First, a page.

When A Father Dies

May 3, 2017 by

I’ve thought about the Fifth Commandment a good deal lately. Partly because one of my best friends just buried her father. Indeed, he was my pastor and served as senior elder of our church communities for many years. But I knew him first as the father of my childhood and life-long friend, and it is always the nature of those first relationships that shapes the ones that follow. So as the parent at birthday parties and group get-togethers, he filled the role of father toward all the children in his home, his own and their friends. It was like this in the homes of all my friends, homes in which we felt secure and welcome.

Several of my life-long friends have lost their fathers, and every time this happens I reflect on the role my father played in my life. My father had five daughters before he had a son. Then I was born, the last child of my parents’ marriage. Six daughters. When I got married, the last to leave home, my father said half-jokingly, not a little proudly, and with a sense of amazement, “It takes six men to do what I used to do by myself.” How right he was.

A family photo from Carmen’s growing up years

Much has been written about the role of fathers, how it differs from that of the mother. There have been misguided attempts to obscure this difference, promoting the idea that a mother can provide everything a father can, and vice versa. And I would be remiss in not acknowledging and saluting the single parents who find themselves filling both roles, as they must.

In the fifty-five years of their marriage, my father and mother never attempted to play each other’s roles. They didn’t need to, and they complemented each other perfectly. My mother was the heart and soul of our family, the one who made social plans and hosted dinners, who taught us to write neatly and prepare a beautiful table. She cooked to shame a five-star restaurateur, and insisted that we sit straight and say yes and no clearly.

My father, on the other hand, was the moral and religious authority in our home. It was he who read to us from the Old and New Testaments, encouraged our academic and recreational activities, insisted we read the New York Times daily summary when we became teenagers, and forbade disobedience. The slightest hint of disrespect toward our mother was enough to incur Moses-like wrath, yet forgiveness was readily given when we made a contrite apology. Together they were unbreakable, and together they provided a security that was cemented when my mother stood in the circle of his arms, and he kissed the top of her head. She fit perfectly under his chin.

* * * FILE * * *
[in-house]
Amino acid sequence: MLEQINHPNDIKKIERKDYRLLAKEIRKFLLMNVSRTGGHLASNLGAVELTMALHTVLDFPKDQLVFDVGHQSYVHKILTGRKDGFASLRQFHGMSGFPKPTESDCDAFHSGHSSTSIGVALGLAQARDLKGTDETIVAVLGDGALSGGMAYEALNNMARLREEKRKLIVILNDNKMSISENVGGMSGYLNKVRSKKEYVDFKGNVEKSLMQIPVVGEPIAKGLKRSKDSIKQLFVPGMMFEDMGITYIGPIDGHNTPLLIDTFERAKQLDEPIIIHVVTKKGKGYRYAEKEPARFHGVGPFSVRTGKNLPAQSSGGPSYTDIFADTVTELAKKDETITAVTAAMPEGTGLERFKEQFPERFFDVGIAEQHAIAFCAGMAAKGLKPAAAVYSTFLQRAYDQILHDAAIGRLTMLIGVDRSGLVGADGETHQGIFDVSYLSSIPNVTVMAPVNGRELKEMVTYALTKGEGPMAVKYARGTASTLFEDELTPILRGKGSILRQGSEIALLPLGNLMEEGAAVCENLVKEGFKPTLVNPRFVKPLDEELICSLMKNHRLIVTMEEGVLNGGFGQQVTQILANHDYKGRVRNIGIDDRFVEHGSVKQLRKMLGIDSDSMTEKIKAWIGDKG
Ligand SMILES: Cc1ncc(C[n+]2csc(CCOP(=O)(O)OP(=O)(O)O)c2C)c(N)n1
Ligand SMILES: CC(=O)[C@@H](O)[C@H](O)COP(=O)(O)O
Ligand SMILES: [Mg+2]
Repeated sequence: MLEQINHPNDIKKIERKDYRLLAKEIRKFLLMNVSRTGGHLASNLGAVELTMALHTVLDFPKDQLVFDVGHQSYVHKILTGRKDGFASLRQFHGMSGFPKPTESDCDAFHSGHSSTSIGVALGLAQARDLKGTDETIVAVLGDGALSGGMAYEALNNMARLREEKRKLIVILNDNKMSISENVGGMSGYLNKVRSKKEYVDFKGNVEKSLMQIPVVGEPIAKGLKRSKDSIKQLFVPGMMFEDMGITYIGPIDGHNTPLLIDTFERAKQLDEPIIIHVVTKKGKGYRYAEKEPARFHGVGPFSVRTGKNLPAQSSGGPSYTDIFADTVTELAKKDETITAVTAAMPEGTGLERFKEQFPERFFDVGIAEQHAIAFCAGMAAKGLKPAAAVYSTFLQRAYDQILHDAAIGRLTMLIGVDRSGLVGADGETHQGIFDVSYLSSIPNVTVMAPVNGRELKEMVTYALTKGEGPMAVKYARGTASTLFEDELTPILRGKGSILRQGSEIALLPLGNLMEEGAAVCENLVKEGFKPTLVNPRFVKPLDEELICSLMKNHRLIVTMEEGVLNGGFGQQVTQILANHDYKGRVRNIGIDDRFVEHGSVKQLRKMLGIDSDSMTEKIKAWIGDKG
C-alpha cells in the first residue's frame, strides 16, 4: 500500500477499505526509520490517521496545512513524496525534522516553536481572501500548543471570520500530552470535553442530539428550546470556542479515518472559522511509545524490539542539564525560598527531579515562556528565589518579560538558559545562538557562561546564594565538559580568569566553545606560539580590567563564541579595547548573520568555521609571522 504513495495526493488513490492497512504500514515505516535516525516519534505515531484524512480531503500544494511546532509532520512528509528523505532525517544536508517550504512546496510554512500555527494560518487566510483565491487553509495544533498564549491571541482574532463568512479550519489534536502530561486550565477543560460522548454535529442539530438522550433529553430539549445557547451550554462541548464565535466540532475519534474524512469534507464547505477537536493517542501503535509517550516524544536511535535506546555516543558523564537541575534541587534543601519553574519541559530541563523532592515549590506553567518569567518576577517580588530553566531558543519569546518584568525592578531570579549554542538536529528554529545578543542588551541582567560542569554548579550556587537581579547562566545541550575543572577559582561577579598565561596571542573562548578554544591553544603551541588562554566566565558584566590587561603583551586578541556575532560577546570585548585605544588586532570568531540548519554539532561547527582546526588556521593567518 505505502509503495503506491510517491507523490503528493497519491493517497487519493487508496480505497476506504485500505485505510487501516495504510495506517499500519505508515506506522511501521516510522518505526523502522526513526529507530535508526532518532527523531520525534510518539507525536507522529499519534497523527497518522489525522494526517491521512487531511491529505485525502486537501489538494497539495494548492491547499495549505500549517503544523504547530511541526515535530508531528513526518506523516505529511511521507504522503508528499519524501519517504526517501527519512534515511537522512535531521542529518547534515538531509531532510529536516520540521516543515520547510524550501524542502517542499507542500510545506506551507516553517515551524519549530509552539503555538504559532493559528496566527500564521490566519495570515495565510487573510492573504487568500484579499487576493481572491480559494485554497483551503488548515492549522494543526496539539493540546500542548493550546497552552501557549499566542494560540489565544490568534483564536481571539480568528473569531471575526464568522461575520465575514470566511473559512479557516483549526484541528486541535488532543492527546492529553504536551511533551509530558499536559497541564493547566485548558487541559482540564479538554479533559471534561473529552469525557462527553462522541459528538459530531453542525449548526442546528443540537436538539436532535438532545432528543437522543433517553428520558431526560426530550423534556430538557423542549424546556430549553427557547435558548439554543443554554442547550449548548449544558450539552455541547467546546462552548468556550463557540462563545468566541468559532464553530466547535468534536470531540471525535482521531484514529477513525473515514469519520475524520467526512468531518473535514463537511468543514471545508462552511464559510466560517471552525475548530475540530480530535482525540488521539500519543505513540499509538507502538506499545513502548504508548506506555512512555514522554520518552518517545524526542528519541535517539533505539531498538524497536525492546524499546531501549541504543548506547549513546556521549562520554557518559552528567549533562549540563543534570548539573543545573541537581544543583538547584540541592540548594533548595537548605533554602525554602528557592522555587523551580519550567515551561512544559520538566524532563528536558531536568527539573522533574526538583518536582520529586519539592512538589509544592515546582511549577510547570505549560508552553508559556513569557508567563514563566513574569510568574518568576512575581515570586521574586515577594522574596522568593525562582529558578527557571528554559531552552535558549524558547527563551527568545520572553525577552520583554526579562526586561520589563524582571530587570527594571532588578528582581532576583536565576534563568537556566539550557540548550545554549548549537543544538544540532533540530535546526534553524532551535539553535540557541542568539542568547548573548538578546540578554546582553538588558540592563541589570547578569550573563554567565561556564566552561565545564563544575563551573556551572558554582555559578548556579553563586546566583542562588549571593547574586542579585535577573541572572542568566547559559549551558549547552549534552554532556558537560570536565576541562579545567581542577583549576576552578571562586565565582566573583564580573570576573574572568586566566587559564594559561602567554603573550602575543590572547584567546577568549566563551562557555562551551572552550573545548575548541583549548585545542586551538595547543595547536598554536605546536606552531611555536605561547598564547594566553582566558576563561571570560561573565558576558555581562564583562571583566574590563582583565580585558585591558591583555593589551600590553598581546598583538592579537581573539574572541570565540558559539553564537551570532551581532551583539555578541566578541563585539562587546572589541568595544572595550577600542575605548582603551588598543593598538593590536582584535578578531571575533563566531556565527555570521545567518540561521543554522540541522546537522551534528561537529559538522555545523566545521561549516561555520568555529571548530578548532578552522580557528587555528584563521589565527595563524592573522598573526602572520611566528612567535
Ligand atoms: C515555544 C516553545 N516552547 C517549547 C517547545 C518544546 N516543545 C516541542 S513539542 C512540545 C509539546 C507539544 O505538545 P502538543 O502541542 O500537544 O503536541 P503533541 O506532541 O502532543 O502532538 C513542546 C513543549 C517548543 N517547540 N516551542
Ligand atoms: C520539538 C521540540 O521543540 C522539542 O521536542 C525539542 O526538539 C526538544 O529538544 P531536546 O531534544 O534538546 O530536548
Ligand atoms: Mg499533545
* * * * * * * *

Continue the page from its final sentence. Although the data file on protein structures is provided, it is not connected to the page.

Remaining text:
When my father died, a friend sent me a note of sympathy that included words she had read once, and which I have never been able to source on the internet. Nor have I forgotten them: When your father dies, there is no one between you and God. At first I was nonplussed; then something rang deeply true in my heart. I could never have said so in so many words, but I realized it was my father who was the magnetic north on the moral compass he set for each of his children. There were boundaries he set for us, and had I crossed them I would never have been able to look my father in the eye again. This was especially so when I left home after high school and went to college, living in off-campus housing. Whether my father knew my every move or not, I could not defy him.

So when he died, I discovered that he had indeed stood in God’s stead in our home, for each of his daughters. I believe this is what the Fifth Commandment is about. For it includes a corollary, one that promises wellbeing in the land given by God. It occurs to me now that this wellbeing is also in the land of our hearts and our psyches. It is this wellbeing that provides a sense of comfort when the ache of their absence is too great. And it is in these fields that honor is sown, grown, and harvested.


About the author

Carmen Hinkey

Carmen Hinkey

Carmen Hinkey and her husband Stephen live at the Mount Community in New York State.

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